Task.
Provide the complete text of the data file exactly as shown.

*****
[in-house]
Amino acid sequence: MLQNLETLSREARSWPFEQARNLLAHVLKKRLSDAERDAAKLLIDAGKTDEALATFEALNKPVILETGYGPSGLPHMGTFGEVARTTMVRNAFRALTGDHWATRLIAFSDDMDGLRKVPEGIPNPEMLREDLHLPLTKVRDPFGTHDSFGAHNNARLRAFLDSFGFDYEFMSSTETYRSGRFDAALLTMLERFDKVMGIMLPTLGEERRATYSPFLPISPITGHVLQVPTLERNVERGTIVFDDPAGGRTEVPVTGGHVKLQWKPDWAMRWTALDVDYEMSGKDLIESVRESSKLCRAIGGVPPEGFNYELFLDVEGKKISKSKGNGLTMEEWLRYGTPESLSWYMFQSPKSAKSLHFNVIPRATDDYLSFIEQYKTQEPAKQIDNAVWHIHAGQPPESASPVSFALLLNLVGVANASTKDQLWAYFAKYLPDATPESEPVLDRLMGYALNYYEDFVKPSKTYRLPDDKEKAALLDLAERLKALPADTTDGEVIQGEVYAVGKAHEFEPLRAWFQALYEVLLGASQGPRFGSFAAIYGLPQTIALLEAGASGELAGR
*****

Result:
[in-house]
Amino acid sequence: MLQNLETLSREARSWPFEQARNLLAHVLKKRLSDAERDAAKLLIDAGKTDEALATFEALNKPVILETGYGPSGLPHMGTFGEVARTTMVRNAFRALTGDHWATRLIAFSDDMDGLRKVPEGIPNPEMLREDLHLPLTKVRDPFGTHDSFGAHNNARLRAFLDSFGFDYEFMSSTETYRSGRFDAALLTMLERFDKVMGIMLPTLGEERRATYSPFLPISPITGHVLQVPTLERNVERGTIVFDDPAGGRTEVPVTGGHVKLQWKPDWAMRWTALDVDYEMSGKDLIESVRESSKLCRAIGGVPPEGFNYELFLDVEGKKISKSKGNGLTMEEWLRYGTPESLSWYMFQSPKSAKSLHFNVIPRATDDYLSFIEQYKTQEPAKQIDNAVWHIHAGQPPESASPVSFALLLNLVGVANASTKDQLWAYFAKYLPDATPESEPVLDRLMGYALNYYEDFVKPSKTYRLPDDKEKAALLDLAERLKALPADTTDGEVIQGEVYAVGKAHEFEPLRAWFQALYEVLLGASQGPRFGSFAAIYGLPQTIALLEAGASGELAGR